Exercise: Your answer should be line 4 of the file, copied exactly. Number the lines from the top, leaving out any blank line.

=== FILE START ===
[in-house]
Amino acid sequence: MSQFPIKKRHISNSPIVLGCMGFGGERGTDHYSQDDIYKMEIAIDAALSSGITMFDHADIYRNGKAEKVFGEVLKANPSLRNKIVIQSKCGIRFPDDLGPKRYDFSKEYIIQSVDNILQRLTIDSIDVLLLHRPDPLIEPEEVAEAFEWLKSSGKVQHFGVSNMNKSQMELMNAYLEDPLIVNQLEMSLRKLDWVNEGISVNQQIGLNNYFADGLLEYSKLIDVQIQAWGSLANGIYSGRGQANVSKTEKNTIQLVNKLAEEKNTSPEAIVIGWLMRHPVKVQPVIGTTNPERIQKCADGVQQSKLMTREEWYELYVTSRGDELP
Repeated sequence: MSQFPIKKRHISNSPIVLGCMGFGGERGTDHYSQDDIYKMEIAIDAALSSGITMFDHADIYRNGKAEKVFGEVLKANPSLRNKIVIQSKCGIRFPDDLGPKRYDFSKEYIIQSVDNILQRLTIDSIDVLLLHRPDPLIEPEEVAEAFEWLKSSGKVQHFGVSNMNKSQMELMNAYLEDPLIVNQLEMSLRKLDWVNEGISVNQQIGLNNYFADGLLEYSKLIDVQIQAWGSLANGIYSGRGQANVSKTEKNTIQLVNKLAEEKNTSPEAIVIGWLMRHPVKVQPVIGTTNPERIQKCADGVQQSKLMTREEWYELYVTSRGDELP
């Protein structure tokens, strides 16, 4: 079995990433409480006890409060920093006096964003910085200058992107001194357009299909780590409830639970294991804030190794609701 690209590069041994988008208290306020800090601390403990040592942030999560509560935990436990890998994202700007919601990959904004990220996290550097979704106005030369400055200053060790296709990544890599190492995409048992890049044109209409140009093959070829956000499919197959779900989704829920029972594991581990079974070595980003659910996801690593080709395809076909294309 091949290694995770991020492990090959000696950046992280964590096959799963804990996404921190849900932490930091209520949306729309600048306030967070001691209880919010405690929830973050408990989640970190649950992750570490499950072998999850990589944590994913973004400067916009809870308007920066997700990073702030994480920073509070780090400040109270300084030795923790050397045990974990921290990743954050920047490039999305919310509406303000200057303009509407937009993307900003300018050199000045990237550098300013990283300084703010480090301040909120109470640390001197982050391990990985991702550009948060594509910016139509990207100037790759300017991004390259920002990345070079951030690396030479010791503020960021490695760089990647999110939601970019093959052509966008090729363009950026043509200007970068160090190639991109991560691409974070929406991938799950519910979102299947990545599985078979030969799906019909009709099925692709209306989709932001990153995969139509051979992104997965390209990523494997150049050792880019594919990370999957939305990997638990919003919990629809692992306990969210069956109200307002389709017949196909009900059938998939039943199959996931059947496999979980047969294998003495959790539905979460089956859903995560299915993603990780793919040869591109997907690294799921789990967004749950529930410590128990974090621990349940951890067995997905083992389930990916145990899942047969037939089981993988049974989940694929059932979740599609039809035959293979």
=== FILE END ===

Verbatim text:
């Protein structure tokens, strides 16, 4: 079995990433409480006890409060920093006096964003910085200058992107001194357009299909780590409830639970294991804030190794609701 690209590069041994988008208290306020800090601390403990040592942030999560509560935990436990890998994202700007919601990959904004990220996290550097979704106005030369400055200053060790296709990544890599190492995409048992890049044109209409140009093959070829956000499919197959779900989704829920029972594991581990079974070595980003659910996801690593080709395809076909294309 091949290694995770991020492990090959000696950046992280964590096959799963804990996404921190849900932490930091209520949306729309600048306030967070001691209880919010405690929830973050408990989640970190649950992750570490499950072998999850990589944590994913973004400067916009809870308007920066997700990073702030994480920073509070780090400040109270300084030795923790050397045990974990921290990743954050920047490039999305919310509406303000200057303009509407937009993307900003300018050199000045990237550098300013990283300084703010480090301040909120109470640390001197982050391990990985991702550009948060594509910016139509990207100037790759300017991004390259920002990345070079951030690396030479010791503020960021490695760089990647999110939601970019093959052509966008090729363009950026043509200007970068160090190639991109991560691409974070929406991938799950519910979102299947990545599985078979030969799906019909009709099925692709209306989709932001990153995969139509051979992104997965390209990523494997150049050792880019594919990370999957939305990997638990919003919990629809692992306990969210069956109200307002389709017949196909009900059938998939039943199959996931059947496999979980047969294998003495959790539905979460089956859903995560299915993603990780793919040869591109997907690294799921789990967004749950529930410590128990974090621990349940951890067995997905083992389930990916145990899942047969037939089981993988049974989940694929059932979740599609039809035959293979």